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Materials Research Agenda for the Automotive and Aircraft Industries catalytic emission controls worldwide. For cost and supply reasons, there has always been pressure to reduce the PGM content in catalysts. However, more stringent emission standards and increased regulations for in-use compliance will require increased use of PGMs in catalysts. Also, the platinum/rhodium ratio found in ore is such that excess platinum must be mined to meet the required rhodium contents in current catalytic systems. As NOx regulations are tightened, the rhodium content will increase, exacerbating this problem. New developments have shown that lower-cost palladium can be an effective substitute for platinum in countries employing nonleaded fuels. There have been many attempts to find a low-cost, non-noble metal catalyst that could replace the current system. These attempts have failed, primarily because base-metal catalysts and other materials such as Perovskite compounds prematurely lose their catalytic activity due to aging or poisoning. This remains a challenging area of research. An alternative to emission control by three-way catalysts, which must operate close to the stoichiometric air/fuel ratio (14.7), is the lean-burn concept (air/fuel ratio of 20–25) that offers greater fuel economy. Whether for Otto cycle or diesel engines, this concept requires a NOx catalyst that can operate under ultra-lean conditions. Current research in this area is directed toward zeolite-type compounds, which have open, cage-like molecular structures. SUMMARY OF FINDINGS AND RECOMMENDATIONS One general finding was formulated concerning the current materials-selection methodology for automobiles and the need for a new paradigm: Materials for automotive applications must be viewed as part of a system. If this approach is adopted during research and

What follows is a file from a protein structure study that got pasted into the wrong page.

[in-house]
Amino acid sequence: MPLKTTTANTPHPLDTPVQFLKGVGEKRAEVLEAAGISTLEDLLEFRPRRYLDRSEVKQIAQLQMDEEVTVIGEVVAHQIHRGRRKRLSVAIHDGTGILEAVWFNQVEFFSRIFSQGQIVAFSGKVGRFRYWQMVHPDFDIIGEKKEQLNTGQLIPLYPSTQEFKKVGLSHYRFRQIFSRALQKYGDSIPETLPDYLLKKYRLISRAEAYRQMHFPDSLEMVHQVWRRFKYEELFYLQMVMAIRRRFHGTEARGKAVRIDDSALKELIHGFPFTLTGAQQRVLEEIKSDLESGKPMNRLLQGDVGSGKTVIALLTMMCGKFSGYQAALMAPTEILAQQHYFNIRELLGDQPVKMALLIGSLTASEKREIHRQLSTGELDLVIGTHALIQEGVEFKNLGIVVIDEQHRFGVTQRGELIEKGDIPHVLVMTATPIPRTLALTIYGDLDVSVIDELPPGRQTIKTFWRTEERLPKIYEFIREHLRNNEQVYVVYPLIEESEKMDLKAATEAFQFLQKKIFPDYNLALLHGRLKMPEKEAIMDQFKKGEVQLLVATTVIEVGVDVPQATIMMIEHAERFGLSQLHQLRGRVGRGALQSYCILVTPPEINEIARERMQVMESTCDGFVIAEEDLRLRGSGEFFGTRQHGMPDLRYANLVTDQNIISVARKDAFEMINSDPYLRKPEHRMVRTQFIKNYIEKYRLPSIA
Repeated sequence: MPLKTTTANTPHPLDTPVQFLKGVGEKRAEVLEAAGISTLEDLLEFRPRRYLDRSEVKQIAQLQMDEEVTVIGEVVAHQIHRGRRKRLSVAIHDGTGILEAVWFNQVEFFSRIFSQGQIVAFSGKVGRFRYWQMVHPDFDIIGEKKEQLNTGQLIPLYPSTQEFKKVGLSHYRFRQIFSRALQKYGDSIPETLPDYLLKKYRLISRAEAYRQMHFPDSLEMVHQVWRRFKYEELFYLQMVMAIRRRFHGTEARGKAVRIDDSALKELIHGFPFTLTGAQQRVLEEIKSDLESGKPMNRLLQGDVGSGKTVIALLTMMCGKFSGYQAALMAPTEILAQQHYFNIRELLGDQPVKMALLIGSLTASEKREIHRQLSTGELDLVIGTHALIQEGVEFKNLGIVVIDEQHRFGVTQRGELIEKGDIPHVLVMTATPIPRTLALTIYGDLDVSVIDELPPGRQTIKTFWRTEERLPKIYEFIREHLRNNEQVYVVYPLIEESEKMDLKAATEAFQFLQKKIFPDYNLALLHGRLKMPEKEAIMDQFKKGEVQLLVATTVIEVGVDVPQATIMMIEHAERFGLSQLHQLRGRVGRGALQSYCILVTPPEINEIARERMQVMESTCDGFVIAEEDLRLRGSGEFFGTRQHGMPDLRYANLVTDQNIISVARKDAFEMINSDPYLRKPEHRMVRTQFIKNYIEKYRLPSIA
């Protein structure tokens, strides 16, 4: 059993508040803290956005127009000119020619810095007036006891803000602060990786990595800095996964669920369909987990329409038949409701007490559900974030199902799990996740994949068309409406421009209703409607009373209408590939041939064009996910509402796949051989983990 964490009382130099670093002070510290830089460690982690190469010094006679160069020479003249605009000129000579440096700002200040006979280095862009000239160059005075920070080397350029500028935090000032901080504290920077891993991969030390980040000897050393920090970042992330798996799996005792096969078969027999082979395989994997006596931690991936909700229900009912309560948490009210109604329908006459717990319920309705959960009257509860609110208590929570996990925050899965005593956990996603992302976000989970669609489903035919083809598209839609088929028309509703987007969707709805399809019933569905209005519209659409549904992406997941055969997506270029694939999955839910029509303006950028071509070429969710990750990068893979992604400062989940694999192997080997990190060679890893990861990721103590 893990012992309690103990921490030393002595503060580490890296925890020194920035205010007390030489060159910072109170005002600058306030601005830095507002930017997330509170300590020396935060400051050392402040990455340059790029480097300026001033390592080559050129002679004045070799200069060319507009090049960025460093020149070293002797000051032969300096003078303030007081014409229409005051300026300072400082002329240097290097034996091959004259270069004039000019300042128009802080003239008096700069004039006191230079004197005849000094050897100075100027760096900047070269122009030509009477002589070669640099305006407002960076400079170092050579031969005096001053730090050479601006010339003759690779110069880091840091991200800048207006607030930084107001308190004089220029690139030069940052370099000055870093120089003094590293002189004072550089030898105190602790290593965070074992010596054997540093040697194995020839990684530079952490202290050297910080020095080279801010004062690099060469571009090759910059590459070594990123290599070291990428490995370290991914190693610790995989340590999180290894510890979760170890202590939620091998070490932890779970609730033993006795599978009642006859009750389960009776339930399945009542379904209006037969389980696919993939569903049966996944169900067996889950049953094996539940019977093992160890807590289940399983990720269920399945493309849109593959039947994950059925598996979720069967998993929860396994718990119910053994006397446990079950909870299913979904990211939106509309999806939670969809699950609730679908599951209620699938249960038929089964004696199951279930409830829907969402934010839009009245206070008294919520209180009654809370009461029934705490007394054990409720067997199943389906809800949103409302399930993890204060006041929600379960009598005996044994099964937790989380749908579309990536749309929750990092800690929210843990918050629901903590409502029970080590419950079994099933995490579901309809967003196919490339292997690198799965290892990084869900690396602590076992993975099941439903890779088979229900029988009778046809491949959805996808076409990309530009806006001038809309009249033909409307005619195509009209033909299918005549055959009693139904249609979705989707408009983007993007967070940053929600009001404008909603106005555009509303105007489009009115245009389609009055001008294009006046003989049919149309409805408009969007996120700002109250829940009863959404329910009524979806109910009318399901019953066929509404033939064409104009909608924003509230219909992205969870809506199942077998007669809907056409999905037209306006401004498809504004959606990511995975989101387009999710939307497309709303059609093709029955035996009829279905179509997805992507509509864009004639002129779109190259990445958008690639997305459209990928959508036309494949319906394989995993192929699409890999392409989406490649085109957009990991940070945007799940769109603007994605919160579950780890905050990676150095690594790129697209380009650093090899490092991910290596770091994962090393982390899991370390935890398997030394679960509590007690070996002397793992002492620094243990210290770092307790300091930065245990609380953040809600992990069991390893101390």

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Materials Research Agenda for the Automotive and Aircraft Industries development of new materials and processes, appropriate trade-offs can be made to reconcile the demanding and often conflicting requirements of an automobile. This new paradigm must consider the entire life cycle of a product, including the following costs: manufacturing, transportation, packaging and its disposal, treatment of hazardous by-products, operational use, maintenance, and disposal. Computer-modeling techniques must also be developed to assist in the development and evaluation of product performance and reliability, materials synthesis and processing, and materials fabrication into components to facilitate materials design and selection. In keeping with the materials-system approach, the specific automotive-materials scientific and engineering research opportunities presented in this chapter are summarized in the form of life cycle charts in Tables 3-2 and 3-3. The matrix approach used in the life cycle charts allows the reader to cross-correlate material, application, and research required in such areas as processing, property enhancement, joining, repair, and recycling.